We asked Tricia Thorns, the well-known director of a number of impressive local productions including ' Passion Play 2000, 'Peer Gynt' and an open-aid production of 'Twelfth Night' how she came to produce her three series of World War I plays which received such critical acclaim in the national press.
How did I become interested in this period? My passion and pity was aroused in the theatre, when I was Acting / ASM. I was to be "on the book" for Journey's End by R.C. Sherriff - a very well-known play which you will probably be familiar with. It has had enormous success recently in the West End.
At that time, I didn't know it, didn't really know anything about World War I - scandalous! My History at school skipped from 1066 to the Fox-North Coalition of 1783 and the abruptly ended as I bypassed History and did a project on Egyptian Theology.
So I was 24 when I first met "our boys" in this vivid fictional - but oh so true - account. I wept through the rehearsals. I wept through the show, giving my professional calls - "Stand by Mr Cowley, this is your call Mr Cowley, thank you." My (not yet) husband was playing the young officer Raleigh. So I was touched through theatre, my great love and passion, which awakened me to the horror of this War and the day to day existence of the boys.
So, I felt, what more natural than to awaken others (if they needed it - no!) through theatre. Because although the account is fictional it is true. Let's do Journeys End again! But wait - are there other plays, undiscovered, contemporary to the War? So we went, Graham (now my husband) and I, to the British Library. And we found a treasure trove of plays, buried, not performed since the 1920s, and the first - excitingly! - repressed by the Government, because the truth about the War would be too dangerous to let loose on the British Public. Too morale-weakening. The truth must be suppressed - about the common humanity between the German 'Fritz' infantry and our Tommies. It was this fellowship that gave birth to the Christmas Day Truce in 1914. The swapping of Christmas puddings, the communal carol-singing. And the top brass suppressed it.
Strangely, our finding these plays coincided with the invasion of Iraq. The first two were by Miles Malleson - well known in his later years for being a sweet old actor playing, for example, the vicar in the film of The Importance of Being Earnest, but in his youth a firebrand, a tiger. He wrote two plays based on his own experience as a soldier: 'D' Company, set in a barracks in Malta early in the war, where the new soldiers are jingoistic and full of confidence; and Black 'Ell, set just after the Battle of the Somme, where he revealed the true horror of the war and his fellow-feeling with his German opponents.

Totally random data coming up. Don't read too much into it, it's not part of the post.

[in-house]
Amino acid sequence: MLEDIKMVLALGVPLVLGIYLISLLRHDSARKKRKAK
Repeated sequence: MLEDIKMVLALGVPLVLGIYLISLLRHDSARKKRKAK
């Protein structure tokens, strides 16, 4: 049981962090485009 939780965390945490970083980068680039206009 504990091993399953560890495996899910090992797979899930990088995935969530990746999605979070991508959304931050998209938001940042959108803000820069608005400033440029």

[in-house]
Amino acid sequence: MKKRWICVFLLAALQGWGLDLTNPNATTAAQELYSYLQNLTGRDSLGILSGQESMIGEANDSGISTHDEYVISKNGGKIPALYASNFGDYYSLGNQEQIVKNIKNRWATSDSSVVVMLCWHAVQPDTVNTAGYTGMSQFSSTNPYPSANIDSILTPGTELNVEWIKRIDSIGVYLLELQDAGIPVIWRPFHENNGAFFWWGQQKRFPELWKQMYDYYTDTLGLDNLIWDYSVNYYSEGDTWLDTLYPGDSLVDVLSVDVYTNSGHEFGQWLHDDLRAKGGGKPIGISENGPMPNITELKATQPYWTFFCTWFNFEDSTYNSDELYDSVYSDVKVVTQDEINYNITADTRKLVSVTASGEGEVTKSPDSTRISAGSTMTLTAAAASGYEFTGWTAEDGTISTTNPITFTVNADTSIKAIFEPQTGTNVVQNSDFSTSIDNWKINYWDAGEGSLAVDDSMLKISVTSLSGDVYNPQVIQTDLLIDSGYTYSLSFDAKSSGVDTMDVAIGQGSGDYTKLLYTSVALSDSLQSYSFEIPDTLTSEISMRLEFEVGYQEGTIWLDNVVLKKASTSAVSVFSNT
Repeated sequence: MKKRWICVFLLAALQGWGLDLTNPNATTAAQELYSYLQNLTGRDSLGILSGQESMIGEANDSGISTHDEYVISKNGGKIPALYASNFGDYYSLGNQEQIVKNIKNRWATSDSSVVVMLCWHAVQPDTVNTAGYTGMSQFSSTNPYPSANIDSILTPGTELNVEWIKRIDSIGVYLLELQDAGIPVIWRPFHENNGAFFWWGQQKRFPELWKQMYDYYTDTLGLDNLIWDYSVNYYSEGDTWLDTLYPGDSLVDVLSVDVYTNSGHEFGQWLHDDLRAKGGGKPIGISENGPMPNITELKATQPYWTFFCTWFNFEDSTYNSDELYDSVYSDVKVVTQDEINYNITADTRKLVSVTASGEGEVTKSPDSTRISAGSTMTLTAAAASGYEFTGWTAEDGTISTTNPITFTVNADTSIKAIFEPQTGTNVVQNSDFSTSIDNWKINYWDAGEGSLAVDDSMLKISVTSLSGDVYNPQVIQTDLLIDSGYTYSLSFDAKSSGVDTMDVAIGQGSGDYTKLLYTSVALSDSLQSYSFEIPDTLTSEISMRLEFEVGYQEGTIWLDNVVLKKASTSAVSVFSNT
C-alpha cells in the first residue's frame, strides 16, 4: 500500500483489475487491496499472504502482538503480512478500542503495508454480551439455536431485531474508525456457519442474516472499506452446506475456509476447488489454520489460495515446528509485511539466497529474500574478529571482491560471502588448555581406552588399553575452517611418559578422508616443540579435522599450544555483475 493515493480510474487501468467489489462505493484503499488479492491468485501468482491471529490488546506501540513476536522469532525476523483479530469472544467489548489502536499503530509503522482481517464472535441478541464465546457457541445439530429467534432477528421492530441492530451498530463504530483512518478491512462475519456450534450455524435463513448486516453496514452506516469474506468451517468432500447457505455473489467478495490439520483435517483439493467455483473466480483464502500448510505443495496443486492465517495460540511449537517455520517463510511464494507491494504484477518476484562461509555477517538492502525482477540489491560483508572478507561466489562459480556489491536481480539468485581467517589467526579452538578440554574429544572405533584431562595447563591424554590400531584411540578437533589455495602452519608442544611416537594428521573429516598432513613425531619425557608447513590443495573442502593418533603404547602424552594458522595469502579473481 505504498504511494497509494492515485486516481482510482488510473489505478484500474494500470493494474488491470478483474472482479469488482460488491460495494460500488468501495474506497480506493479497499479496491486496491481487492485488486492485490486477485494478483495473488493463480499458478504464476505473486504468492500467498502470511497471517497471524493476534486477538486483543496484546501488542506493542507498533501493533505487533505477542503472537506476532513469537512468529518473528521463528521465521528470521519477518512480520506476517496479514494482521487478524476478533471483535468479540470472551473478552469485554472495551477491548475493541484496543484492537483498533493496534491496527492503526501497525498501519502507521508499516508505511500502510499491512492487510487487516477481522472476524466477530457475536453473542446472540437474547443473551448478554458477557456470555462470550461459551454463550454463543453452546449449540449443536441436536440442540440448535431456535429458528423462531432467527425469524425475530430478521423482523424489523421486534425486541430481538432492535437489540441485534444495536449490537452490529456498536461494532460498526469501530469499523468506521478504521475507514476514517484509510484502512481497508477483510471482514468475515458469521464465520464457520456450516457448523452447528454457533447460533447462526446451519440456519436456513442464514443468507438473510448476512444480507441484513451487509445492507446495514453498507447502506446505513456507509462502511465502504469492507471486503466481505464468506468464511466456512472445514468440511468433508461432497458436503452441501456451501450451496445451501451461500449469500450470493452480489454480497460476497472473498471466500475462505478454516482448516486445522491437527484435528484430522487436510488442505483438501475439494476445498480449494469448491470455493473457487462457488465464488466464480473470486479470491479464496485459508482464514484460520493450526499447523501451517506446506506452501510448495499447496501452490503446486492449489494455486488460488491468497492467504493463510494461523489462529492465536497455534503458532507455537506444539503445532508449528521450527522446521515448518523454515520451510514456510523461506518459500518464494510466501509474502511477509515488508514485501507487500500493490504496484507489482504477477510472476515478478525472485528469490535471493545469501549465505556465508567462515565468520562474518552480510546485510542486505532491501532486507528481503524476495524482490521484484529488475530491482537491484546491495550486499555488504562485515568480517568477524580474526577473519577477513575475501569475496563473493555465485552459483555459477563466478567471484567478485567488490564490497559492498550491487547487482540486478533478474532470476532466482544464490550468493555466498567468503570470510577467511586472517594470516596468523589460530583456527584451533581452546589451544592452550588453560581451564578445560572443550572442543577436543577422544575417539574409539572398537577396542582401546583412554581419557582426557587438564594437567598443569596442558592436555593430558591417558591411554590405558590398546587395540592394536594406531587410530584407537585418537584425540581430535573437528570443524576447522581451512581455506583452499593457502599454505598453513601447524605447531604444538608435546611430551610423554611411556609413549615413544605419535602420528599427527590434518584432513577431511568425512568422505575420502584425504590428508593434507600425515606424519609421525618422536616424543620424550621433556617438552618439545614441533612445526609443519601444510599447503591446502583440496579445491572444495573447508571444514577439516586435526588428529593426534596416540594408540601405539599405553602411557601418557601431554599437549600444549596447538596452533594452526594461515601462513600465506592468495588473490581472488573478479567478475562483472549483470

Well. It was, because Miles Malleson was more eloquent than me, and our first production was mounted quickly at the Soho Theatre, to sing our anti-war song. Our brief run sold out, and accolades from Harold Pinter and other theatre luminaries gave us encouragement to carry on. The first season, Forgotten Voices from the Great War, followed at the Pleasance Theatre, consisting of the two Miles Malleson plays and between them Brigade Exchange, a German play also written by an ex-soldier, also discovered in the British Library, and a most important injection because we saw the same war through their eyes - the dreadful, slaughtering English! It had never been performed on stage, being a radio play with some 25 characters. We did it and came to identify with their lives. Not German v. English - poor boys doing their duty, blindly, madly, following orders from the top that didn't know what was going on. By chance, the playwright's grand-daughter saw it, and we learned that he had escaped Nazi Germany to England in 1938, with his Jewish wife. She was amazed, and wept.
So what we're really doing in Two's Company is to bring back to life the treasure that we found in 2002 - 12 wonderful forgotten plays. The first two productions - Forgotten Voices from the Great War at the Pleasance and What The Women Did at Southwark Playhouse were both triple bills of short plays. They were followed in October 2005 by a full-length play, Red Night at the Finborough Theatre.
In rehearsal for the plays we had maps showing where the Front Line was and how it moved, books and tapes of old soldiers telling their true experiences, anything that would help the actors 'connect' directly. Old film footage of the battles of the Somme and the Ancre loaned from the Imperial War Museum were studied. Military advice and practice to show cast members how to march, crawl, hold rifles. I had a three day workshop before the last play when I loaded up the actors with 60lbs of bricks, the weight of an infantryman's pack, and sent them marching , running, lying down - so they would physically understand what it was like.
What the Women Did focussed on the women left behind and their own personal losses and tragedy: husbands and sweethearts dead - or no opportunities left for marriage, love, child-bearing. A whole generation of young men gone and a whole generation of loss for the women. One of the plays was particularly dear to me, Handmaidens of Death, about the munitions workers - the 'girls with yellow faces'. It's a strange and powerful play about these women (and their men), and I'm not going to give away the ending - because you have a chance to see it! We were sold out at Southwark Playhouse, and we are producing it again at 4.30pm and 8.30pm on Saturday 18th March in St Barnabas' Parish Hall in
Dulwich Village. Tickets £10 (concs £6) from The Art Stationers, Dulwich Village.
For the future, many things - the letters home of a young officer, killed in 1917, two days after his 21st birthday, which I am adapting into a one-man play; and a surreal, operatic play, with original music, about a Red Cross nurse searching for missing men in 1918.